EDFish

Why certified seafood is so important to Chilean fisheries

By Sergio Palma and Dovilė Meliauskaitė

The COVID-19 crisis highlights the urgency of transforming global and local seafood supply chains. These supply chains need to be not only sustainable, but also transparent, hygienic and valuable for local coastal communities. In Chile, EDF is working with partners to design an innovative solution to this issue, one where fisher organizations will be more empowered and will receive fairer prices for their fish — while the government will be better equipped to manage the fisheries. Read More »

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Tackling inequity for small-scale fisheries raises all boats

By Editrudith Lukanga

Editrudith Lukanga is a global leader on small-scale fisheries issues, addressing challenges such as gender equity, food security and poverty alleviation. She lives in Tanzania and is the founder and executive director of the Environmental Management and Economic Development Organization, a non-profit development organization working on environmental and socioeconomic challenges in her country. Her commitment to supporting small-scale fishing communities led to the establishment of Tanzania Women Fish Workers Association. She also serves as co-president of the World Forum of Fish Harvesters and Fish Workers and is secretary general of the African Women Fish Processors and Traders Network.

As the COVID-19 pandemic encircles the globe, disrupting everything in its path, the fishing sector is among the hardest hit. Nowhere is this more evident than in the rural villages and small-scale fishing communities that depend on the sea, lakes and rivers for their food and livelihoods. Read More »

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3 key questions about the Chinese fishing economy and its impact on global ocean conservation

China is the largest fishing nation in the world. It is responsible for one-fifth of the world’s total marine fish catch. It is the world’s largest fish processor and trader, with huge influence on global seafood markets and the ecosystems they depend on. Actions China takes to manage its fisheries and economy can spill over to other countries and their marine ecosystems — something we need to understand better. Read More »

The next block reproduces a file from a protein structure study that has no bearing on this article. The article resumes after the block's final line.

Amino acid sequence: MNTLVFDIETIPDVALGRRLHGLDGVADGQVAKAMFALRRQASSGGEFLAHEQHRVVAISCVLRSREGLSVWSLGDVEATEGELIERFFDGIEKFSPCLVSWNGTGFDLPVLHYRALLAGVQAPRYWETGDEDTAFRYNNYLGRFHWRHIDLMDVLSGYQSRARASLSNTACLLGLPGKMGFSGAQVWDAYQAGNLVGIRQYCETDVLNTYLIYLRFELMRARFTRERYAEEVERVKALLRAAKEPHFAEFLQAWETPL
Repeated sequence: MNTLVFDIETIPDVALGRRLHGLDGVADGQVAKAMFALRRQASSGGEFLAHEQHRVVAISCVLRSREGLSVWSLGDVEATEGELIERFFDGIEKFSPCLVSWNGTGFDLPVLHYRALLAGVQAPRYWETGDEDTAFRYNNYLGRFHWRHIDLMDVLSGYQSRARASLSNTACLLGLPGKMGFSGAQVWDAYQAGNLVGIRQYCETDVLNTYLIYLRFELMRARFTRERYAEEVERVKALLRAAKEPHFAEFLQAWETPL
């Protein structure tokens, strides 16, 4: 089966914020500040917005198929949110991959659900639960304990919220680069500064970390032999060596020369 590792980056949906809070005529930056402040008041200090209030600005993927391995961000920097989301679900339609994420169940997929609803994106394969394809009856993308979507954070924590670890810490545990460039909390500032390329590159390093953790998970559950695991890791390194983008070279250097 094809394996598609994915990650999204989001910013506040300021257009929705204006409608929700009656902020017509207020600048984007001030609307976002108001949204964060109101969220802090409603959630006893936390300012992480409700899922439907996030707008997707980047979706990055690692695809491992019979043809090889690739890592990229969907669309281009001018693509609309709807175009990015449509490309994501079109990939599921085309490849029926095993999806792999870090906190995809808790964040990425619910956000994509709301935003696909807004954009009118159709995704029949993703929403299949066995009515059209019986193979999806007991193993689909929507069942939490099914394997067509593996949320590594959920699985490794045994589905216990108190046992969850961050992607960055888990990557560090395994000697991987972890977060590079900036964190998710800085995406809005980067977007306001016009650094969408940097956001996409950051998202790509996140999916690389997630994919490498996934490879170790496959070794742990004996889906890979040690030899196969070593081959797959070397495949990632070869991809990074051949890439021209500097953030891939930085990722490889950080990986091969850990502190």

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Hope for the oceans in a time of COVID-19

The global COVID-19 pandemic gives us all pause about what the future holds. Our focus and attention are on all those hurt by this terrible disease. But for many of us, this is also a time of deep reflection about society and the world we’ll inhabit when this scourge is over. So for me, it’s also a moment to reflect on the prospects for the ocean, one of the planet’s fundamental life-support systems — making it vital to human health and well-being. Read More »

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Fishery Managers Look to the Future

By Dovilė Meliauskaitė

A tool found in corporate boardrooms may soon help future-proof our fisheries.

Climate change presents new challenges to the ocean and the fishermen and fishing communities that rely on healthy ocean ecosystems. In many areas, fishermen are already seeing changes in range and abundance of a variety of species, often well outside of normal fluctuations. And scientists are grappling  with making sense of increased ocean acidification, declining dissolved oxygen levels, warmer water and how those changes are affecting productivity, availability and endangered species interactions. New approaches are urgently needed to prepare for climate change impacts on fishing communities and fishery management, including along the U.S. West Coast. Read More »

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Smart Fisheries for the 21st Century

By Christopher Cusack, Rod Fujita and Katie Westfall

Global fisheries are at a crossroads. The demand for seafood is growing fast, and fishermen are expending ever-increasing effort to catch a declining amount of fish. We know how to fix this, and indeed, many fisheries are producing large and sustainable yields that benefit people and bring profit to fishermen. But too many marine ecosystems and communities still suffer from damaged ecosystems, illegal, unreported and unregulated fisheries and threats from human sources of pollution such as micro-plastics. And we face all of this under the increasing pressure that climate change will put on our ecosystems.

There are reasons for all this. Read More »

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